Interview with Alex Creece, July Featured Author

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Starting this month, Rosewater will be having a “featured author” each month. The editors choose a contributing author, ask them a few questions, and focus that month on publishing many of their pieces. This month, we have chosen Alex Creece, a dedicated Rosewater contributor. Alex’s pieces have historically crossed genres, focusing on personal narratives, virtual reality and occasionally the overlap between the two.

Where did you grow up? How did it shape your writing?
 
I grew up in Australia and Dubai (UAE). I’ve always been extremely shy, but I think this trait has helped me become perceptive and find my voice through written words, rather than pressuring myself to talk for the sake of merely filling the silence. I’ve also met lots of vastly different people in my life so far and I try to strike up a good balance between upholding my ethics, but still being open to new information and making sure I am respectful of diverse opinions, not just ones I already agree with. I am passionate about my principles, but I like to make sure I am never too proud or righteous to be wrong or learn something new.

Which authors have most shaped your writing style?
 
Octavia E. Butler, H.P. Lovecraft, Margaret Atwood, Franz Kafka and Maya Angelou. I love oddities and honesty in literature.
 
What is your favorite Rosewater piece that you’ve written?
 
Witchcraft in the Modern Workplace. It has a lot of heart. And witches.
 
Describe your writing style in six words.
 
Whimsical, unashamed, vulnerable, introspective, sincere and…playful.
 
What advice do you have for young writers?
 
Share your work. I used to be terribly secretive about my words, even with my friends. At some point, I think I just became more interested in getting the feedback than I was afraid of it anymore. I’m so glad for that. Keeping my writing to myself didn’t give me enough opportunities to improve and expand on my ideas. It kept me in a bubble of self-preservation. Vulnerability is one of the most refreshing aspects of literature, and it’s even more wonderfully vulnerable if others can engage with your words too. No piece of writing will ever be universally appreciated, but if it matters to you, it will probably resonate with at least one other person. Your words cannot hold as much freedom if you clutch them too close to your chest.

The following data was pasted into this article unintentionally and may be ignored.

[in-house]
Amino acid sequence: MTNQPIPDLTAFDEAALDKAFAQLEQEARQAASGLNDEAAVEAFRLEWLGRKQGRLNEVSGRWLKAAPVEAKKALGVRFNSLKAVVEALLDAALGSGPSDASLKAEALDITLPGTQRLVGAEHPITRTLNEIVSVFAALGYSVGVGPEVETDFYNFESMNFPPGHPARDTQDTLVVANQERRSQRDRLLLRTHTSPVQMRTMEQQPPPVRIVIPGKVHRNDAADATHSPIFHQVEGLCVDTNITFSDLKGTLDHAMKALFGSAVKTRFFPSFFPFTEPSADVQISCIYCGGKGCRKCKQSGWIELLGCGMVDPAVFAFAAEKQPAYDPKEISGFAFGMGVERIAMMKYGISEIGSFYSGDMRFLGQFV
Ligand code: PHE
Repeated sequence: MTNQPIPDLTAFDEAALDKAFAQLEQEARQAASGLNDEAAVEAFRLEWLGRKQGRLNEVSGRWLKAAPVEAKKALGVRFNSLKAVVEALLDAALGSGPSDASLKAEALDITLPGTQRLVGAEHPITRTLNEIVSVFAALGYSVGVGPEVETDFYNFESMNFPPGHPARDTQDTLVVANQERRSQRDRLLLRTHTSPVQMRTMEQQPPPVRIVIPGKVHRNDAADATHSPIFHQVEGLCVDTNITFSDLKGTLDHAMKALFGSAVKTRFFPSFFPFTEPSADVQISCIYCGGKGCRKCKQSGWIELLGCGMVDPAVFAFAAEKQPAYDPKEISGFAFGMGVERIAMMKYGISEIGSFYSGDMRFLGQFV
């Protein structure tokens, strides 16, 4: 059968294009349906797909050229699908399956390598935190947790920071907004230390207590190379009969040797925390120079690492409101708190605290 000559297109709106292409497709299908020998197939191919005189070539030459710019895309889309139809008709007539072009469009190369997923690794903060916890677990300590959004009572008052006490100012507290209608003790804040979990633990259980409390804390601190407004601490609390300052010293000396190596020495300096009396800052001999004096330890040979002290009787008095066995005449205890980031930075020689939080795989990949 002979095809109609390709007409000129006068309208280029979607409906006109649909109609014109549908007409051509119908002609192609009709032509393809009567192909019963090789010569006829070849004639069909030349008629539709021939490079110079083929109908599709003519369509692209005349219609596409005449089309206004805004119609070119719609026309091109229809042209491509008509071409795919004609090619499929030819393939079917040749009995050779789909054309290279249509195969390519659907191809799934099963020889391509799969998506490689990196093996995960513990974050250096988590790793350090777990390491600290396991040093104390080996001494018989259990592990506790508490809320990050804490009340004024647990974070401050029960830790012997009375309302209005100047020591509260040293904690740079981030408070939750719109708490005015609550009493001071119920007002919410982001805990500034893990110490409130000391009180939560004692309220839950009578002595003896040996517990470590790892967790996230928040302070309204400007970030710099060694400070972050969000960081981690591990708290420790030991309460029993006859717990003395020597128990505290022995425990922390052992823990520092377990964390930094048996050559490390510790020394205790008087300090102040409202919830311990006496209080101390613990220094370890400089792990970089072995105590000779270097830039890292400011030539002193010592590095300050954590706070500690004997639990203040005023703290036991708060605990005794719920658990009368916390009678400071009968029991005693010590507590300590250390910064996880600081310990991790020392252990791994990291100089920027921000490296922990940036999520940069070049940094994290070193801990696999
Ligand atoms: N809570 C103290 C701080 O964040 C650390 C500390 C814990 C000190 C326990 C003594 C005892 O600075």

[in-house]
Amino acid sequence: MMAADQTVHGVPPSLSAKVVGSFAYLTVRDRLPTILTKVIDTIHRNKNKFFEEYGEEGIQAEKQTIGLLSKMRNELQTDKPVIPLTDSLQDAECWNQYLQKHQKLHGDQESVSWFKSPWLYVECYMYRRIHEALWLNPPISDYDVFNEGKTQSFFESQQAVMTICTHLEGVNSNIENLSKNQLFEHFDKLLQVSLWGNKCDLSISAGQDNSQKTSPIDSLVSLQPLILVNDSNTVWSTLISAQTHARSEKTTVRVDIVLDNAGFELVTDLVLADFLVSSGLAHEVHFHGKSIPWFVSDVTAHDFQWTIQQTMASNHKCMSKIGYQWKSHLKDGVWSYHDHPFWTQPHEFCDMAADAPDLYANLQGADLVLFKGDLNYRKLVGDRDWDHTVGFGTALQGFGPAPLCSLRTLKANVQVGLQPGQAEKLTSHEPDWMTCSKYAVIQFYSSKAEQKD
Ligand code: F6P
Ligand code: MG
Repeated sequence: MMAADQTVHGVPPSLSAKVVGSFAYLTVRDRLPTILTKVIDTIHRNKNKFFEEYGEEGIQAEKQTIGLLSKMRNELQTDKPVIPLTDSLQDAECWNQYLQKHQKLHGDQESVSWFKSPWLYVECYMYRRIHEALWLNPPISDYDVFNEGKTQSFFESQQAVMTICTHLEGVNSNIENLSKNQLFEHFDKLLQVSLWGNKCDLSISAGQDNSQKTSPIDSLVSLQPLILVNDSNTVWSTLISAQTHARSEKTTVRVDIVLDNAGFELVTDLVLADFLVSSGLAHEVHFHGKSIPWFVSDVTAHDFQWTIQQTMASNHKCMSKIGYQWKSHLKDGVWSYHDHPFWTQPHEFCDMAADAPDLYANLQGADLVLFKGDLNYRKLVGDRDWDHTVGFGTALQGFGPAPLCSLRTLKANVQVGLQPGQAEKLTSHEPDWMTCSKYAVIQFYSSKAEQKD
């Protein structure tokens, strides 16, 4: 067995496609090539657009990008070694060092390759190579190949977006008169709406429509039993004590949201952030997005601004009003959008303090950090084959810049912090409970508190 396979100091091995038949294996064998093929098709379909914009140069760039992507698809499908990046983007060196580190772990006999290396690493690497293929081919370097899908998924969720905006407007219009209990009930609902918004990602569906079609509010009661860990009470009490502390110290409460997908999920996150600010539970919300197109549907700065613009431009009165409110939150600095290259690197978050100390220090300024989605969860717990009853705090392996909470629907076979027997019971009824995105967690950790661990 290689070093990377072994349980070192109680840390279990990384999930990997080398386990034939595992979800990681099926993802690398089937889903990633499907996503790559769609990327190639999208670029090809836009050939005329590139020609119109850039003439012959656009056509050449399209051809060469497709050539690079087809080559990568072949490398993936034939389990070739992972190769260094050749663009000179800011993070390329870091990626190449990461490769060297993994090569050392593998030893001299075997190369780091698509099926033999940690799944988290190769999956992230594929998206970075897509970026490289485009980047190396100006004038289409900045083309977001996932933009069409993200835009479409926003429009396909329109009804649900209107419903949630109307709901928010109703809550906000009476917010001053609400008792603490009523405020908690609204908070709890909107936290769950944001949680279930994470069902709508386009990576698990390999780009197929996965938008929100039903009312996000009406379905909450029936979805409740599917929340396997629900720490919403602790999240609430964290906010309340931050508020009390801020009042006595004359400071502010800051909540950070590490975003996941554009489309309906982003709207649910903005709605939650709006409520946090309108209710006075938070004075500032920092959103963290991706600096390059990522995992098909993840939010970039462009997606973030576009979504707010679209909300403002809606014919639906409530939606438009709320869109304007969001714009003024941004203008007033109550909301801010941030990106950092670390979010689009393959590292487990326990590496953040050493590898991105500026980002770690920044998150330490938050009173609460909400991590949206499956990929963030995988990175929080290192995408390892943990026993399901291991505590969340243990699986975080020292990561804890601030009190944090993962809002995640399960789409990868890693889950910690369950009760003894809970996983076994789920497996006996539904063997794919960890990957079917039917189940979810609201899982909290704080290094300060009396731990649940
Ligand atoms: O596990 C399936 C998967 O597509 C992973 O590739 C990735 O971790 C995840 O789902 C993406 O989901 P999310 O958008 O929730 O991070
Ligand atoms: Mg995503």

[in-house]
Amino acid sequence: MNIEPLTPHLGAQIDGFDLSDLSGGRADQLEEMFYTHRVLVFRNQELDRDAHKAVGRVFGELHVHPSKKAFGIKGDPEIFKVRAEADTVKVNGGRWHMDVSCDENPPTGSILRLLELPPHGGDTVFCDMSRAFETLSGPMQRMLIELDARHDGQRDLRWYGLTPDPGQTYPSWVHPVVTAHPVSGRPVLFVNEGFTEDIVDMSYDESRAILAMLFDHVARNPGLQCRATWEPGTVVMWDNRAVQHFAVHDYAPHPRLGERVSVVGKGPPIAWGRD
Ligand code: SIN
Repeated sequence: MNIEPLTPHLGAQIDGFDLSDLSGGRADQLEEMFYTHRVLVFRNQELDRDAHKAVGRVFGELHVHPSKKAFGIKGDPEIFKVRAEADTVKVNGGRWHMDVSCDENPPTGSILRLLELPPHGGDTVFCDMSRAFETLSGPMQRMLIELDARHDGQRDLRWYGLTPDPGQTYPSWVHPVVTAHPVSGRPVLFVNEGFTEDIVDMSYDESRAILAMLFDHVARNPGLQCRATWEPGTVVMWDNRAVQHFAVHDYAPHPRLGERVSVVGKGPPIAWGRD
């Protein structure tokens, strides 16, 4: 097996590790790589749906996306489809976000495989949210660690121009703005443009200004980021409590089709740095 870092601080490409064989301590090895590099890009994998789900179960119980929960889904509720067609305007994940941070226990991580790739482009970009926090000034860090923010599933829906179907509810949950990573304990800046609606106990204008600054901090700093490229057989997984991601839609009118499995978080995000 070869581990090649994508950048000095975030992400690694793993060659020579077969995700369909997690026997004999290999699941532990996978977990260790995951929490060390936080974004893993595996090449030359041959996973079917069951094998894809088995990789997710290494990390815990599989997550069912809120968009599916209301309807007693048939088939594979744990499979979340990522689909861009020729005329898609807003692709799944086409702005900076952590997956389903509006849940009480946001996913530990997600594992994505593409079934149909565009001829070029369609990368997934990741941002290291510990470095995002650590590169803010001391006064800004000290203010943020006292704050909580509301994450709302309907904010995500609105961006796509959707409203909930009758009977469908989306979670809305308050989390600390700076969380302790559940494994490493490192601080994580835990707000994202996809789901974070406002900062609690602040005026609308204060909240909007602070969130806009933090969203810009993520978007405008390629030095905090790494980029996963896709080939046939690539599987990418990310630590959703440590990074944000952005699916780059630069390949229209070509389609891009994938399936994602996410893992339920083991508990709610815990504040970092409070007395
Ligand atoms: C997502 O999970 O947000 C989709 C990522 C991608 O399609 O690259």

Some of your pieces have dealt with difficult topics, like cat calling, mental health, and body image. Is writing your self-care? Do you have other ways to take care of yourself?
 
Writing is an important aspect to my self-care but I try to make sure I do lots of little things to help myself, just as I like to do for others. I was talking recently to my beautiful friend Tyran about stress management and he told me that I needed to make sure I was setting aside some time every day, even just fifteen minutes or half an hour, to dedicate to writing or any other kind of thoughtful catharsis. This has been helping me a lot, as I am trying to frame my own needs and well-being not as a pipe dream, but as a daily priority. Even in small bursts, dedicating regular time purely to my own interests makes me feel less suffocated, and as if I am switching off the other channels so I can listen to myself and properly tune in.
 
Where else can we find your writing?
 
Ramona Magazine, Antipodean Sci Fi, Literary Orphans…I actually have a list on my website, but it is in need of an update: http://www.creecedpaper.com/works/
 
What is next for you, writing-wise or in general?
 
I’d like to write some more short stories when I get a chance. I’d also like to get out of my comfort zone and try a new style or genre, or attend a workshop, or even read some words out loud where other people might hear them. As for what’s next in general, I’d like to continue finding ways to use my powers for good while still dressing like a villain. I hope that takes me somewhere interesting and helps a lot of people along the way.
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